How Can Investors Adapt to Change in a Fast-Changing World?

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By Maurice Stouse

Financial Advisor and Branch Manager

Maurice Stouse

Thanksgiving week brought encouraging news (according to the Wall Street Journal) that supply chain logjams might be loosening. The administration, in trying to give some relief to gas prices, was set to make releases from the Strategic Petroleum Reserve (SPR). Bill Gates’ TerraPower (according to CNBC) is planning to build a nuclear plant in a Wyoming coal town. According to the Nuclear Energy Institute, nuclear energy’s avoidance of CO2 emissions in 2019 was the equivalent of removing 100 million cars from the road. We are beginning to think that nuclear is re-emerging as a source of clean alternative energy for electricity and that investors should take note.

The first of perhaps two infrastructure bills has been passed and signed by the President. Inflation is running at its highest reported levels in over thirty years. The Federal Reserve is prepared to start scaling back its asset purchases which might slow the growth of the money supply. We think that means that mortgage rates might begin a (very slow) ascent. That could impact home builders and suppliers as well.

The labor shortage continues. We understand this has been fueled by early retirements, women leaving the workforce to care for children, the elderly, and those that have chosen to step out of the workforce temporarily. The labor participation rate is at a record low of 61.6% of the eligible working population. It was at about 67% at the beginning of the century. The implication for investors is that companies will be accelerating their demand for innovations from artificial intelligence and automation. While productivity in the American workplace remains high it will be challenged as the cost of labor is going up at an increasing rate. Low revenue industries like hospitality and restaurants will need to look at ways to maintain their productivity. We took note recently while dining at a fast-food establishment, that the ordering and paying process was all automated. It was fast and efficient, and our food was delivered swiftly by a smiling kitchen worker. The sign of more things like this to come. We think investors should consider those tech firms that are leaders in AI and automation.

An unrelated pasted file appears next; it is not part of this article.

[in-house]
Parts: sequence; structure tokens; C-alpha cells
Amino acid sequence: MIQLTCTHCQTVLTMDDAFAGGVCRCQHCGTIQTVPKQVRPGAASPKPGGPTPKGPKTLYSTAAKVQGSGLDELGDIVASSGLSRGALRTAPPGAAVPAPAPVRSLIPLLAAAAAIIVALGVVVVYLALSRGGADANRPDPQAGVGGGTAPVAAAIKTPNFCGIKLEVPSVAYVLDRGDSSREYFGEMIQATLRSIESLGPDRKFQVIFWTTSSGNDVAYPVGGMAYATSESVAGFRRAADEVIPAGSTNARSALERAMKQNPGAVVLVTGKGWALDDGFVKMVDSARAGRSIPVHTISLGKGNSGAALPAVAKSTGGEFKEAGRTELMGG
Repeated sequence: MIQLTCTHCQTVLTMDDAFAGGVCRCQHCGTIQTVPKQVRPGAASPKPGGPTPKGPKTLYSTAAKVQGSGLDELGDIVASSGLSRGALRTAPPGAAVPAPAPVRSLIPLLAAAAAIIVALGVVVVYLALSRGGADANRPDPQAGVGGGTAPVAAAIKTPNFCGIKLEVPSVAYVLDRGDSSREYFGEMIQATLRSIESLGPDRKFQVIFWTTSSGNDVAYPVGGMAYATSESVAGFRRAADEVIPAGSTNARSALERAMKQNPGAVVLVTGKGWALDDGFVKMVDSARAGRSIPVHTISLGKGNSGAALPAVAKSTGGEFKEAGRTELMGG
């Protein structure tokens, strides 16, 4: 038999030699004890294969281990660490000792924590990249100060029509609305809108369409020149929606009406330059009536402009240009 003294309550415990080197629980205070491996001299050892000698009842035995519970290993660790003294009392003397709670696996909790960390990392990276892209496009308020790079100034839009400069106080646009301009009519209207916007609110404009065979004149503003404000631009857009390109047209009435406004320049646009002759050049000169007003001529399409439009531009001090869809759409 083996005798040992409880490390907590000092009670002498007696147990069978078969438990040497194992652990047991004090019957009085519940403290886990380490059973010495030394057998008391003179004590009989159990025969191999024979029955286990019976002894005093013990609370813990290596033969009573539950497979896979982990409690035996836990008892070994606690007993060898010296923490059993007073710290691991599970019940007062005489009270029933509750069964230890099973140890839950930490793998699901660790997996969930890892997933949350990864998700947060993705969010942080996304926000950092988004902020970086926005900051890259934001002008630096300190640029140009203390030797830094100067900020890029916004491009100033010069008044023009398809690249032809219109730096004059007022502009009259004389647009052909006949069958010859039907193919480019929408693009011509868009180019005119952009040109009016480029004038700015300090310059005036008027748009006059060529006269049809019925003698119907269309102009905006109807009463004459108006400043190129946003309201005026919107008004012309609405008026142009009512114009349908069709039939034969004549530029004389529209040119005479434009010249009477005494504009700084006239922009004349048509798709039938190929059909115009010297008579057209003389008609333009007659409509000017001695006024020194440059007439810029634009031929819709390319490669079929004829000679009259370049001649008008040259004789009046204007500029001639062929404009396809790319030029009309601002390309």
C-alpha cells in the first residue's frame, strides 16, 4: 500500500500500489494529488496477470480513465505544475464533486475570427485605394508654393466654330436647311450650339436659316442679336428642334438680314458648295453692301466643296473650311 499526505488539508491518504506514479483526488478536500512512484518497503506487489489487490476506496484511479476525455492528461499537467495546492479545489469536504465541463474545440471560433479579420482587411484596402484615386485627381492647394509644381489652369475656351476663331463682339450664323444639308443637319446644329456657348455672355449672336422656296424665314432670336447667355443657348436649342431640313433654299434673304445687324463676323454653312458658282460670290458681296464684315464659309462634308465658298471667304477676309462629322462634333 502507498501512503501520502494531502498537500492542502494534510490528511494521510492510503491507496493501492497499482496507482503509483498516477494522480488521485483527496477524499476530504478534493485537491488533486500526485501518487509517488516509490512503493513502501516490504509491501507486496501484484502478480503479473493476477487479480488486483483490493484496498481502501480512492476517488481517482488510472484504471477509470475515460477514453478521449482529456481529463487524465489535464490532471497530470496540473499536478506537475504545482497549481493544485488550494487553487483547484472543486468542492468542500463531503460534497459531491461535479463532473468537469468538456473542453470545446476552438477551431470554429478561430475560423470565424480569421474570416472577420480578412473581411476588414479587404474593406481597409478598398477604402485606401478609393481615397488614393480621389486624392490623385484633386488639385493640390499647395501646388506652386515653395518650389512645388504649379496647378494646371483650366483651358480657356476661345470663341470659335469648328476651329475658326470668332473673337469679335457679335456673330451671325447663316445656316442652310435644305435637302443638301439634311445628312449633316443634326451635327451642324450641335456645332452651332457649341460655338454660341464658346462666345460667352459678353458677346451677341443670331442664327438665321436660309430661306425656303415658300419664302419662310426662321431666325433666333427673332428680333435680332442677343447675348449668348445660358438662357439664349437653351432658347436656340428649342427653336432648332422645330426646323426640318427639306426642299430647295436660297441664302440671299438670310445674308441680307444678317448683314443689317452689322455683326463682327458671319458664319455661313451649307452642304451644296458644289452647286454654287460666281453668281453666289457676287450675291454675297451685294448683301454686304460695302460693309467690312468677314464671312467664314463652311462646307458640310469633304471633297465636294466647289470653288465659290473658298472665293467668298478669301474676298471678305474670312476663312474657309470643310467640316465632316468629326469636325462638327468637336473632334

Might AI and automation have an impact on carbon sequestration efforts? According to The Economist, while deforestation has generally deceased across the globe (with exceptions in a few key areas of the world that have been relied upon as carbon sinks such as the Brazilian rainforest) the rate of reforestation has decreased as well. The use of nuclear energy to power AI might help companies and countries satisfy their energy demands – and at the same time address climate issues as nuclear burns cleaner than carbon. Investors might consider utility stocks that have nuclear as part of their energy production mix.

The President has re-nominated current Fed chairman Jerome Powell as well as nominated Lael Brainard as Vice Chair. The belief in the media is that these two leaders have a track record favoring an expanding money supply despite the current Fed concerns about inflation. We think investors should therefore look at what that might mean: 1) Higher yields in the bond market (typically that is favorable for banks) 2) greater focus on materials, commodities, and 3) all kinds of real estate.

An additional word about banks. They are increasingly looking for ways to participate in the cryptocurrency markets. They are doing this by either creating whole departments to accommodate their clients for investing and/or utilizing crypto as a means for transactions.

Electric vehicles (EV’s) continue to grow investor interest. More companies, in addition to established manufacturers, are getting into the business and initiating public offerings. Our concern is that many of these have low to no revenues or low to no production and their valuations are quite high. We think back to the dot.com era in the early 2000s and are left wondering if this time things are once again not different. We encourage our clients to recognize the opportunity that EVs bring but to exercise caution with those companies that have recently gone public. We also appreciate that although EVs are growing there will still be considerable demand for gasoline in the world. We also wonder, can green energy grow fast enough to keep up with increasing demand? Nonetheless, we think investors should also be on the lookout for stocks of firms that are engaged in the extraction and production of those materials needed for batteries to run those EVs. Investors should also watch the legislation that might increase the tax credit for EVs.